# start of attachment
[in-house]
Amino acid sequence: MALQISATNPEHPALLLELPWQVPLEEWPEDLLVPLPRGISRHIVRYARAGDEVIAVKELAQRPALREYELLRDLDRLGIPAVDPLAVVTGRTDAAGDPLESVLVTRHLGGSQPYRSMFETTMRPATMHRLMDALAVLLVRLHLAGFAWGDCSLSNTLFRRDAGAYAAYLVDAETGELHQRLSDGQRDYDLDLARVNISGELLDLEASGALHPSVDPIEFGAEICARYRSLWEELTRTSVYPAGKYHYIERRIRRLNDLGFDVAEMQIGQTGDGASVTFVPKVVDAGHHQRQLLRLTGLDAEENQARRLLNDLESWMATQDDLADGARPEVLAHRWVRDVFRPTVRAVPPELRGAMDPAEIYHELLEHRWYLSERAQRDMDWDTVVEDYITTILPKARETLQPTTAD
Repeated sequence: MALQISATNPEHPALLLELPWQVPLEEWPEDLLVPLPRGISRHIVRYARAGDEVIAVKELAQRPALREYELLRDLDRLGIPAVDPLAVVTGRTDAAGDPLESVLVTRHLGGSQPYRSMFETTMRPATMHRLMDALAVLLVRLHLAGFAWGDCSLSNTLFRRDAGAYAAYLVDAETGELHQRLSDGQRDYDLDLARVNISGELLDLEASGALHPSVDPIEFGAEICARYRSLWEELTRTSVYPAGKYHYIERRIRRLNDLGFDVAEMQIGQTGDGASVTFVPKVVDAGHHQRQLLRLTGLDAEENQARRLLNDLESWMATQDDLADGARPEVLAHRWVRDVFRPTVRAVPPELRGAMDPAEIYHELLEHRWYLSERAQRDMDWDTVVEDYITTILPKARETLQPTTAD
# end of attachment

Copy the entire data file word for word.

[in-house]
Amino acid sequence: MALQISATNPEHPALLLELPWQVPLEEWPEDLLVPLPRGISRHIVRYARAGDEVIAVKELAQRPALREYELLRDLDRLGIPAVDPLAVVTGRTDAAGDPLESVLVTRHLGGSQPYRSMFETTMRPATMHRLMDALAVLLVRLHLAGFAWGDCSLSNTLFRRDAGAYAAYLVDAETGELHQRLSDGQRDYDLDLARVNISGELLDLEASGALHPSVDPIEFGAEICARYRSLWEELTRTSVYPAGKYHYIERRIRRLNDLGFDVAEMQIGQTGDGASVTFVPKVVDAGHHQRQLLRLTGLDAEENQARRLLNDLESWMATQDDLADGARPEVLAHRWVRDVFRPTVRAVPPELRGAMDPAEIYHELLEHRWYLSERAQRDMDWDTVVEDYITTILPKARETLQPTTAD
Repeated sequence: MALQISATNPEHPALLLELPWQVPLEEWPEDLLVPLPRGISRHIVRYARAGDEVIAVKELAQRPALREYELLRDLDRLGIPAVDPLAVVTGRTDAAGDPLESVLVTRHLGGSQPYRSMFETTMRPATMHRLMDALAVLLVRLHLAGFAWGDCSLSNTLFRRDAGAYAAYLVDAETGELHQRLSDGQRDYDLDLARVNISGELLDLEASGALHPSVDPIEFGAEICARYRSLWEELTRTSVYPAGKYHYIERRIRRLNDLGFDVAEMQIGQTGDGASVTFVPKVVDAGHHQRQLLRLTGLDAEENQARRLLNDLESWMATQDDLADGARPEVLAHRWVRDVFRPTVRAVPPELRGAMDPAEIYHELLEHRWYLSERAQRDMDWDTVVEDYITTILPKARETLQPTTAD